My Favorite’s of All Time #8: Kendrick Lamar’s ‘good kid, m.A.A.d. city’

I’m actually very surprised that I’ve made it this far into thursday email without writing something on Kendrick Lamar Duckworth! I mean, part of that makes sense; Kendrick isn’t really on my daily rotation right now, and he’s been awfully quiet these days, so he’s not on my mind right now. But I do love me some Kendrick, so he deserves his moment on here, just like all of my favorites. I was cleaning out my closet a couple days ago – had to move/throw away my high school things to make room for the things I’ve collected in my “adult life,” since I was going to be home for longer than I have since leaving for college – and I found my vinyl collection sitting in a crate with a toy dog my mom got me for my high school graduation. I don’t have very many records, but I’ve made it a point to build my collection more. Right now, I have Thriller (1982) and Bad (1987) by Michael Jackson (Thriller was a gift from one of my mom’s friends like 6 years ago), a couple of vinyls by New Edition, a Shalamar record, an Elton John record (I got it because “Tiny Dancer” is on there lol ), Ego Death (2015) by the Internet, Purple Rain (1984) by Prince, Taboo (2018) by Denzel Curry (I just got it a few days ago!), and untitled, unmastered (2016) and good kid, m.A.A.d. (2013) city by Kendrick Lamar. After Hours (2020) by The Weeknd and KOD (2018) by J. Cole are on the way, and I’m planning on getting Flower Boy (2017) and IGOR (2019) by Tyler soon. After seeing GKMC, I figured now was the right time to share my appreciation for that wonderful beast of an album.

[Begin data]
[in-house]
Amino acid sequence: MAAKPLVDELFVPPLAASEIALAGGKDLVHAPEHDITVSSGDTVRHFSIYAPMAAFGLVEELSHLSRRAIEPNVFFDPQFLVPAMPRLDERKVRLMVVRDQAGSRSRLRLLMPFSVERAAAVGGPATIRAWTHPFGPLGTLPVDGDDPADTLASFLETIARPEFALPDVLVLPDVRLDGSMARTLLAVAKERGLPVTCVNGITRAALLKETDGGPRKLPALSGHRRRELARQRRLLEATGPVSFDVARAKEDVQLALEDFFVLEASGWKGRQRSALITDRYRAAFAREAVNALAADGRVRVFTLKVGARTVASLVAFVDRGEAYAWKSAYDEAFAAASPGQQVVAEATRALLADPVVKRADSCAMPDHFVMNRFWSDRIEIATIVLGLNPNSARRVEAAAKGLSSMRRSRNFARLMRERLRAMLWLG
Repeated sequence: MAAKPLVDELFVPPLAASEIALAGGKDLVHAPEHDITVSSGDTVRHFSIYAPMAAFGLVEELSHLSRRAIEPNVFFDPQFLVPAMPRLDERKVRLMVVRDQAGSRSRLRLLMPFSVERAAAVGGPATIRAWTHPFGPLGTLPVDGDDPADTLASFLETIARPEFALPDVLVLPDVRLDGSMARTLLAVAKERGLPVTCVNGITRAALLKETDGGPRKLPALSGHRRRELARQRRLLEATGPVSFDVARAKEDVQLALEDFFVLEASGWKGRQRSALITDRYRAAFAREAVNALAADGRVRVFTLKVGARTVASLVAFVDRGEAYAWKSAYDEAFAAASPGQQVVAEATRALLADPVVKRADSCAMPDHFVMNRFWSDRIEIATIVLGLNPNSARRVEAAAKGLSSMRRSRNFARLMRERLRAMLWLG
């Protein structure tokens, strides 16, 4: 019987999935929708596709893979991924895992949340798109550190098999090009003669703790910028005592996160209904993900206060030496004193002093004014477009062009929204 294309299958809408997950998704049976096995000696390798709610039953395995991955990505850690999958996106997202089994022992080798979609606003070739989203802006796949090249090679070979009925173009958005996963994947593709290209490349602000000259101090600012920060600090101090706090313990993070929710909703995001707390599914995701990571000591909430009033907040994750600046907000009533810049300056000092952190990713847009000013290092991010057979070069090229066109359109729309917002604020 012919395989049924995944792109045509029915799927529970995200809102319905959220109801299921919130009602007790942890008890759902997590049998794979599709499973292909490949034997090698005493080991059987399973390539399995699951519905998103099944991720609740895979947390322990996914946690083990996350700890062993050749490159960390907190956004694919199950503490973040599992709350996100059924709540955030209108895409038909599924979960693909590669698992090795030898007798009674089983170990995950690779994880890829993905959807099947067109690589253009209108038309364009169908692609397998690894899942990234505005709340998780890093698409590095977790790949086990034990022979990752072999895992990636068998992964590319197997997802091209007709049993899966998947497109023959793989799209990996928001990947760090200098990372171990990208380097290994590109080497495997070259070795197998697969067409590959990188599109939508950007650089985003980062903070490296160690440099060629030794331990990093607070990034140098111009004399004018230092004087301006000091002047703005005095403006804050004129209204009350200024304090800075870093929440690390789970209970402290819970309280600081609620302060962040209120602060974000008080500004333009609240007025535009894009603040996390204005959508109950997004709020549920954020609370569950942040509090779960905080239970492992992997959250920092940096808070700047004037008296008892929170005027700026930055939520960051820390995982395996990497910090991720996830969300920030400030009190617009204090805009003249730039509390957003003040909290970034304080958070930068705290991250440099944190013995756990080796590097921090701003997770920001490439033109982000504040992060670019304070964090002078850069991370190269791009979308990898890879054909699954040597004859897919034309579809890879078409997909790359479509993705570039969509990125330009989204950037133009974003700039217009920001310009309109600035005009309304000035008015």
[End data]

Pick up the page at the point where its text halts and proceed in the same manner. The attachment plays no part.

You don’t know what pain is
How can I paint this picture
When the color blind is hangin’ with you?
Fell on my face and awoke with a scar
Another mistake livin’ deep in my heart
Wear it on top of my sleeve in a flick
I can admit that it did look like yours
Why you resent every making of this?
Tell me your purpose is petty again
But even a small lighter can burn a bridge
Even a small lighter can burn a bridge

Look inside of my soul and you can find gold and maybe get rich
Look inside of your soul and you can find out it never exist
I can feel the changes
I can feel a new life, I always knew life can be dangerous
I can say that I like a challenge and you tell me it’s painless

I was introduced to Kendrick Lamar by one of my high school friends. He was someone that I frequently shared music with, so he had a pretty good idea of what I liked to listen to. I had introduced him to Chance the Rapper’s Acid Rap (2013), and in turn, he introduced me to Kendrick Lamar’s GKMC. He said he thought it was something that I’d like. So I proceeded to listen to the album, and I did like it. A LOT.

GKMC is – if I’m not mistaken – the first story album I’ve ever heard. I’ve heard albums where the songs are very much centered on a specific topic (the first one that comes to mind is Usher’s Confessions (2004)), but I don’t think I’d ever heard an album that played like a movie. And that’s something that I immediately liked about GKMC. Every song left me wanting to know what was gonna happen next. But even with this, each song can be listened to on its own; you don’t necessarily have to listen to the entirety of the project, which is usually the problem that I have with albums that have skits, etc. in the middle.